After 12 days of contentious brawls, scuffles and a sit-in by legislators and staff, the South Korea's National Assembly has returned to normalcy, as the parties have agreed to postpone voting on controversial bills until February.
The ruling Grand National Party accuses the opposition parties on disruptions, but the GNP is also responsible for instigating the parliamentary crisis by trying to railroad bills (such as the contentious Korea-U.S. Free Trade Agreement) in locked committee rooms, using its majority advantage.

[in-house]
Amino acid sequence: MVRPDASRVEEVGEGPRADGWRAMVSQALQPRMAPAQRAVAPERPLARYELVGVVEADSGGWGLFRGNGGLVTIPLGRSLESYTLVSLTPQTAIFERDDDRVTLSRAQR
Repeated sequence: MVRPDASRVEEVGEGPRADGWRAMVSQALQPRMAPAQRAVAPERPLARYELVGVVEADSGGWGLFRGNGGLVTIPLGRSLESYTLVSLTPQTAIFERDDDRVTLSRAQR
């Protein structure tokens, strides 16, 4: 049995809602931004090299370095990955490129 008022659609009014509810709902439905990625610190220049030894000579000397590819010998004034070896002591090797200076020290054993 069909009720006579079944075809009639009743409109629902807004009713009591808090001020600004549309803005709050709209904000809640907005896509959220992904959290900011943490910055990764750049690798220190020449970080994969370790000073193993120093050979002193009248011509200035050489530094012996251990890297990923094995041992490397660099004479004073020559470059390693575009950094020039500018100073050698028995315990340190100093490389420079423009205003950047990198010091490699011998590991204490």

Filibuster, which is a common parliamentary procedure in the U.S. Senate, does not exist in Korea, so minority lawmakers sometimes have to resort to unorthodox methods to prevent the majority party from steamrolling legislations without deference to minority concerns.
President Lee Myung-bak and the GNP may have been anxious to reap legislative victories, but South Korea's international image and democratic gains have been tarnished with this crisis. In order to avoid similar imbroglios, Korean politicians really need to work on consensus-building, respect for minority views, and making compromises.